Wednesday | October 08, 2003
The Punch Cards Are Still A Problem
It doesn’t look like inferior voting technology effected the result of yesterday’s election in California, but it could have. The ACLU had brought a lawsuit calling for a delay to the California recall election until some of the state’s most heavily populated counties could replace their obsolescent punch card voting machines with newer machines for tabulating votes. The ACLU argued that punch card machines make more tabulating errors, resulting in more lost votes due to no fault of the voter.
So was the ACLU correct? You betcha.
Six counties used punch card voting yesterday—Los Angeles, Mendocino, Sacramento, San Diego, Santa Clara and Solano. In those counties there were 3,547,744 ballots cast, but only 3,272,956 votes counted on the question of whether or not Gray Davis should be recalled—an undervote of 7.74%. For the rest of the state, the undervote was only 2.28%.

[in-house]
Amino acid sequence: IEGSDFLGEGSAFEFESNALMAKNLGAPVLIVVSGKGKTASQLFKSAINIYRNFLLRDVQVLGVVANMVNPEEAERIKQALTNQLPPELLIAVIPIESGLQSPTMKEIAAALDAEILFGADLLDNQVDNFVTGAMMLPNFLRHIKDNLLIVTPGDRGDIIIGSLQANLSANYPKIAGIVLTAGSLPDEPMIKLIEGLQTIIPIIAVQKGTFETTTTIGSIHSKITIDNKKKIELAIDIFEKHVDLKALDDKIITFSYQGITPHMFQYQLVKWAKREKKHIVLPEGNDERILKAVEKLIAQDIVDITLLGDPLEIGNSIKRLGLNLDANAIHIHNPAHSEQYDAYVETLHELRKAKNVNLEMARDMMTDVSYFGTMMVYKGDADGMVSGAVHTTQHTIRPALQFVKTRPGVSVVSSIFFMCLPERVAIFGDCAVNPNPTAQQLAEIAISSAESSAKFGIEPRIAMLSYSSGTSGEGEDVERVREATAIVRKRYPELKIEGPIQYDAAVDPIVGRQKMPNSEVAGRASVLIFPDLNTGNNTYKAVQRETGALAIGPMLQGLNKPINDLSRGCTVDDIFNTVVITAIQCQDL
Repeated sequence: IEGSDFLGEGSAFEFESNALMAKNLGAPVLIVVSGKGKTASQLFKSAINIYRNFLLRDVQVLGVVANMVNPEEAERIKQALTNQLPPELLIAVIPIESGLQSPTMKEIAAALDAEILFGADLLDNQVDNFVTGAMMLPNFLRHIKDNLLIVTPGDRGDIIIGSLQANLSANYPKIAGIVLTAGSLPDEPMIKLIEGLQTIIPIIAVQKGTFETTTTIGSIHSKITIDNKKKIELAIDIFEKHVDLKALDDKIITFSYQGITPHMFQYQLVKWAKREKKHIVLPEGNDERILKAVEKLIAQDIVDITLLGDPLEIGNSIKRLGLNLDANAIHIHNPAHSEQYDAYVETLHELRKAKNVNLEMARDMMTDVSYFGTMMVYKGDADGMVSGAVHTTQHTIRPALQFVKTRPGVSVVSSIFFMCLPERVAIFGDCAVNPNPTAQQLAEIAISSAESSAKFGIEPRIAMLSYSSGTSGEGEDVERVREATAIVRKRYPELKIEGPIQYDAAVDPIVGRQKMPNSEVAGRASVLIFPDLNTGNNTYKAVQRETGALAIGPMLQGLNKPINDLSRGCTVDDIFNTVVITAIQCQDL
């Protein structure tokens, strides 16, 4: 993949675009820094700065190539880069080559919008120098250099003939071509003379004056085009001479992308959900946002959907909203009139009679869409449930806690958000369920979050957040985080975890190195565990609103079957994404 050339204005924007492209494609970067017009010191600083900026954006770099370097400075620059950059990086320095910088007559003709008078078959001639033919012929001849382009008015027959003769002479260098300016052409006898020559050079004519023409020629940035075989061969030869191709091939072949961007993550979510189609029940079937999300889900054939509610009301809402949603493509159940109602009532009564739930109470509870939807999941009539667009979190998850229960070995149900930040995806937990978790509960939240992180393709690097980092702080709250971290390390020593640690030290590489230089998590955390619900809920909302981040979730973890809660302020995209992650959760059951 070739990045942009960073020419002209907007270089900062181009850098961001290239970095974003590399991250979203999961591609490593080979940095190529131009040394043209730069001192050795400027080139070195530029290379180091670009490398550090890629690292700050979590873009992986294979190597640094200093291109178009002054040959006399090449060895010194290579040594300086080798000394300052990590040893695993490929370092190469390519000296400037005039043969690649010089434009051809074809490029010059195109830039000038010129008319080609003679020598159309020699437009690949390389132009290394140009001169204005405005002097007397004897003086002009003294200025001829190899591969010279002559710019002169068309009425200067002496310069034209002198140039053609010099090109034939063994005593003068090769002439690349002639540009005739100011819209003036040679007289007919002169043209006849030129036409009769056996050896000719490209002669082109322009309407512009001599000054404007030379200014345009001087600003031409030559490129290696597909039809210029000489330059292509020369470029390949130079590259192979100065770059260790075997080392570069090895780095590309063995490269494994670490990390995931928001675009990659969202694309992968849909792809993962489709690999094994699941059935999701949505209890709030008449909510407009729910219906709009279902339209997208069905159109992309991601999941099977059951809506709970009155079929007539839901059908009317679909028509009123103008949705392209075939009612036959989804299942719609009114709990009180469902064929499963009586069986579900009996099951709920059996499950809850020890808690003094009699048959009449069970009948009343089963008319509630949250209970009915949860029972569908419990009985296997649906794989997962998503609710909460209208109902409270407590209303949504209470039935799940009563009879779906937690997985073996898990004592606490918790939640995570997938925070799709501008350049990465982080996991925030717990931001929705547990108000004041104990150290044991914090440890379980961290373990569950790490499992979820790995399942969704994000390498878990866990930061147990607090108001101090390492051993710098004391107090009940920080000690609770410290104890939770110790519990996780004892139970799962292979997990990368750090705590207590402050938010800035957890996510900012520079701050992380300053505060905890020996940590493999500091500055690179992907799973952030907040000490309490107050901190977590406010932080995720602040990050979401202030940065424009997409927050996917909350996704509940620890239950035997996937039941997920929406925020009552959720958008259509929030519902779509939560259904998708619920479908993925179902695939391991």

Some of these numbers will change. For instance, two counties—Plumas and Siskiyou—reported the exact same number of ballots cast and votes counted in the recall election. It’s possible the clerks in these counties may have erroneously ruled that a ballot was spoiled if it didn’t contain a vote in the recall election. Orange and El Dorado counties are still counting votes. Some other counties seem to already be correcting clerical errors. And the overall result would not have been different had new voting technology been employed—the recall still passed in those six counties, albeit by a lower margin (53/47) than the rest of the state.
But regardless of some small revisions here and there, yesterday’s vote confirms what many people learned in 2000: if a punch card machine is supposed to count your vote, there's a good chance your vote will never get counted.